Why India Central Bank Chief Decided He’d Had Enough: QuickTake
(Bloomberg) -- The Reserve Bank of India has been in the sights of Prime Minister Narendra Modi since he took office in 2014. Modi and his nationalist government have regularly accused the bank of not doing enough to boost economic growth. With a general election approaching early next year, Modi forced the bank to study a plan that would allow some of its reserves to be used to bridge India’s budget deficit. Some thought that the can -- the question of central bank independence in Asia’s third largest economy -- had been kicked down the road. But then Modi’s administration cranked up the pressure, pushing for a broader discussion of bank governance. The heated debate over autonomy flared up again -- and culminated with the unexpected resignation of Governor Urjit Patel.
1. Why did Patel resign?
While he cited personal reasons, the departure came days before a board meeting on governance, and the appointment of several oversight panels that would allow closer political supervision. Modi also wanted the RBI to ease lending restrictions on some troubled banks, something the central bank has opposed.
2. What was the tipping point?
In October, after the government stepped up its complaints, Patel’s deputy in charge of monetary policy warned of an “economic fire” if the bank’s independence was compromised. A few days later, Finance Minister Arun Jaitley criticized the central bank, saying it “looked the other way” while banks lent indiscriminately in the aftermath of the global financial crisis. The government was also said to be examining a never-used law that could allow central-bank decisions to be overridden.
3. What’s at the heart of the dispute?
There are two key sticking points: restrictions on banks, and the central bank’s reserves. Patel had continued the bank’s push for more powers to clean up a banking system that’s saddled with bad debts. The central bank has already fenced off 11 weak state-run banks, placing curbs on lending, new branches and dividend distributions, “to prevent further hemorrhaging of their balance sheet” while they’re nursed back to health. The government — the biggest shareholder in 70 percent of the country’s banking system — wants some of these strictures eased in a bid to kick-start lending that it hopes will support growth. The government has also been asking the RBI to relax capital requirements for banks to free up resources for lending. And Modi’s administration was after the bank’s reserves to help fund its budget goals.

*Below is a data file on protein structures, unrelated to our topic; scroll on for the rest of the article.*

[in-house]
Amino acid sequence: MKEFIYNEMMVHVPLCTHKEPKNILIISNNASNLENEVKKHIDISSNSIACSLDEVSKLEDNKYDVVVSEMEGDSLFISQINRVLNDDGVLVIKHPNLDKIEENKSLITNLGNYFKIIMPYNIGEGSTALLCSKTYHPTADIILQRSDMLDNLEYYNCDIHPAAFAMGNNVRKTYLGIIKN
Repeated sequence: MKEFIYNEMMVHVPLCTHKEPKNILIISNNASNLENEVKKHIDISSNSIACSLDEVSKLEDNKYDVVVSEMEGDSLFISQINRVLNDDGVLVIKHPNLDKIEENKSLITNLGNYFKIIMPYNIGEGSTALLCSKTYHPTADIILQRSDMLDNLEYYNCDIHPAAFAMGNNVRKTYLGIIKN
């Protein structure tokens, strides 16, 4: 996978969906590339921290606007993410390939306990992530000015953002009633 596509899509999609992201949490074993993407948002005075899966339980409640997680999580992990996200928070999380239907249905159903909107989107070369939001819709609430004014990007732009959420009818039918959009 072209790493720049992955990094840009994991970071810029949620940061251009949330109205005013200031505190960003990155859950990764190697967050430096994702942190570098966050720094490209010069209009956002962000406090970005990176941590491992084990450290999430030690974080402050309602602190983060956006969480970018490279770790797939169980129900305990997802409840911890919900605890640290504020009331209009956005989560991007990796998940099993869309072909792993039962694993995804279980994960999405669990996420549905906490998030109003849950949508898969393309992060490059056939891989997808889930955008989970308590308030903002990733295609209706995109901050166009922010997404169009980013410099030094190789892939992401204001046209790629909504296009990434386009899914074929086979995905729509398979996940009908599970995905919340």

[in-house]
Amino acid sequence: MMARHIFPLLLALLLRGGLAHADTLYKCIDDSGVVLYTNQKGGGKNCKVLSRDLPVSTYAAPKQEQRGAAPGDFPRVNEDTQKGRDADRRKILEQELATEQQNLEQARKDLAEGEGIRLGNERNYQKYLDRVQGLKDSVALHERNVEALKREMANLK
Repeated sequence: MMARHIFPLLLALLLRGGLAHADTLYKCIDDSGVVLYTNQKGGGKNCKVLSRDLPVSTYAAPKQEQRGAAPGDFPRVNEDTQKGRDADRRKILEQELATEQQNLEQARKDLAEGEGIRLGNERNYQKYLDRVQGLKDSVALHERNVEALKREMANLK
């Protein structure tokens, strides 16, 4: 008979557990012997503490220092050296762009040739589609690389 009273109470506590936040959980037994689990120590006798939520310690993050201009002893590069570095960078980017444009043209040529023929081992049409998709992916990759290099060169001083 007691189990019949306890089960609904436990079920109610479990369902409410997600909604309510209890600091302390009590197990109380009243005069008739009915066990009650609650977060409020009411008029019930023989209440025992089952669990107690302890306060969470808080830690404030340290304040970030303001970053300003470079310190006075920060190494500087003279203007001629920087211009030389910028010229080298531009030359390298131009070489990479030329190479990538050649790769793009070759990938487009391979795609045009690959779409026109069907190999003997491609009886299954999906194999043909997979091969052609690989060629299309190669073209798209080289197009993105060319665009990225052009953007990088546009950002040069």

4. What’s the backdrop?
Modi is seeking re-election in early 2019 as the economy grapples with slowing exports and cooling domestic demand. Patel has a doctorate in economics from Yale University, and his term was due to end in September 2019. He rose from deputy in 2016 after predecessor Raghuram Rajan decided to head back to the University of Chicago after only one term. Rajan had faced criticism from a prominent Modi ally who accused the former IMF chief economist of keeping interest rates too high. Many bankers also complained about Rajan’s aggressive efforts to clean up bad debt at state-owned lenders.
5. What are other bones of contention?
- BAD LOANS: The RBI has long tried to get state lenders to recognize soured loans, particularly to the power sector. According to Bloomberg Opinion’s Andy Mukherjee, the Modi government hasn’t exactly cooperated. It even recently appointed an RBI critic to the bank’s board who chided the monetary authority for being too tough in its efforts to get rid of bad debts.
- DEADBEATS: The central bank has been leaning on bank managers to cut off “willful defaulters” — borrowers who have stopped servicing their debt even though they have the ability to pay. This year it introduced rules forcing lenders to declare a borrower delinquent as soon as payments were a day late. The government and power-company officials have lobbied against the rules, and in September the top court temporarily halted legal proceedings against some power producers that were declared delinquent.
- TURF: The government has recommended creating a new regulator to oversee payments systems, primarily because it views digital payments as separate from the more traditional sector. The RBI, citing the international model, argues that the payments regulatory board must remain with the bank.
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